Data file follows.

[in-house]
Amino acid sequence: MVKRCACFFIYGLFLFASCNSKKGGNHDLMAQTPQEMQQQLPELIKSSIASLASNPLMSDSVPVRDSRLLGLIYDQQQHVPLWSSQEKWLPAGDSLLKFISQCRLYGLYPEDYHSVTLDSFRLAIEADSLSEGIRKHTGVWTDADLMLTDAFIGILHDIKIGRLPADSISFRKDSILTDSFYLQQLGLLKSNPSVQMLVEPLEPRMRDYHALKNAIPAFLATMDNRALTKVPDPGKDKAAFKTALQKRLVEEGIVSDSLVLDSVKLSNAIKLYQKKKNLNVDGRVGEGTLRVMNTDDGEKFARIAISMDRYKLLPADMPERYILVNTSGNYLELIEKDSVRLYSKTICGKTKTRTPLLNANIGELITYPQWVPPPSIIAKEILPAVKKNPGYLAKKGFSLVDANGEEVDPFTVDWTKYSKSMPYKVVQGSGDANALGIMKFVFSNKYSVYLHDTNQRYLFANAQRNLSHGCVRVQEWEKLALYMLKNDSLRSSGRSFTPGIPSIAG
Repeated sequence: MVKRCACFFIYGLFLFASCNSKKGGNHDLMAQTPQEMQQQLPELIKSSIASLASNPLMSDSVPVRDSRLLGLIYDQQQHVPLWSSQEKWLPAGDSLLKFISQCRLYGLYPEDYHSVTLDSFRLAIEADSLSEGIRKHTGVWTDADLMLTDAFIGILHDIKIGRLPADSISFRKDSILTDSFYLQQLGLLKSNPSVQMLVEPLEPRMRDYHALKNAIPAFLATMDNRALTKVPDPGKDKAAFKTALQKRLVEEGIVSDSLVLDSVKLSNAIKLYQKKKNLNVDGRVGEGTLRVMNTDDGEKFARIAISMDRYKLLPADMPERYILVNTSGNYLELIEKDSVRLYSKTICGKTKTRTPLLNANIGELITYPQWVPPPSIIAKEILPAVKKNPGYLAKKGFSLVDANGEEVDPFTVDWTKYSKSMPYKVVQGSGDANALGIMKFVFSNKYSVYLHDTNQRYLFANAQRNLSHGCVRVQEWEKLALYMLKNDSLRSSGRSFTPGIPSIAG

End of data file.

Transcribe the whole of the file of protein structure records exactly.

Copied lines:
[in-house]
Amino acid sequence: MVKRCACFFIYGLFLFASCNSKKGGNHDLMAQTPQEMQQQLPELIKSSIASLASNPLMSDSVPVRDSRLLGLIYDQQQHVPLWSSQEKWLPAGDSLLKFISQCRLYGLYPEDYHSVTLDSFRLAIEADSLSEGIRKHTGVWTDADLMLTDAFIGILHDIKIGRLPADSISFRKDSILTDSFYLQQLGLLKSNPSVQMLVEPLEPRMRDYHALKNAIPAFLATMDNRALTKVPDPGKDKAAFKTALQKRLVEEGIVSDSLVLDSVKLSNAIKLYQKKKNLNVDGRVGEGTLRVMNTDDGEKFARIAISMDRYKLLPADMPERYILVNTSGNYLELIEKDSVRLYSKTICGKTKTRTPLLNANIGELITYPQWVPPPSIIAKEILPAVKKNPGYLAKKGFSLVDANGEEVDPFTVDWTKYSKSMPYKVVQGSGDANALGIMKFVFSNKYSVYLHDTNQRYLFANAQRNLSHGCVRVQEWEKLALYMLKNDSLRSSGRSFTPGIPSIAG
Repeated sequence: MVKRCACFFIYGLFLFASCNSKKGGNHDLMAQTPQEMQQQLPELIKSSIASLASNPLMSDSVPVRDSRLLGLIYDQQQHVPLWSSQEKWLPAGDSLLKFISQCRLYGLYPEDYHSVTLDSFRLAIEADSLSEGIRKHTGVWTDADLMLTDAFIGILHDIKIGRLPADSISFRKDSILTDSFYLQQLGLLKSNPSVQMLVEPLEPRMRDYHALKNAIPAFLATMDNRALTKVPDPGKDKAAFKTALQKRLVEEGIVSDSLVLDSVKLSNAIKLYQKKKNLNVDGRVGEGTLRVMNTDDGEKFARIAISMDRYKLLPADMPERYILVNTSGNYLELIEKDSVRLYSKTICGKTKTRTPLLNANIGELITYPQWVPPPSIIAKEILPAVKKNPGYLAKKGFSLVDANGEEVDPFTVDWTKYSKSMPYKVVQGSGDANALGIMKFVFSNKYSVYLHDTNQRYLFANAQRNLSHGCVRVQEWEKLALYMLKNDSLRSSGRSFTPGIPSIAG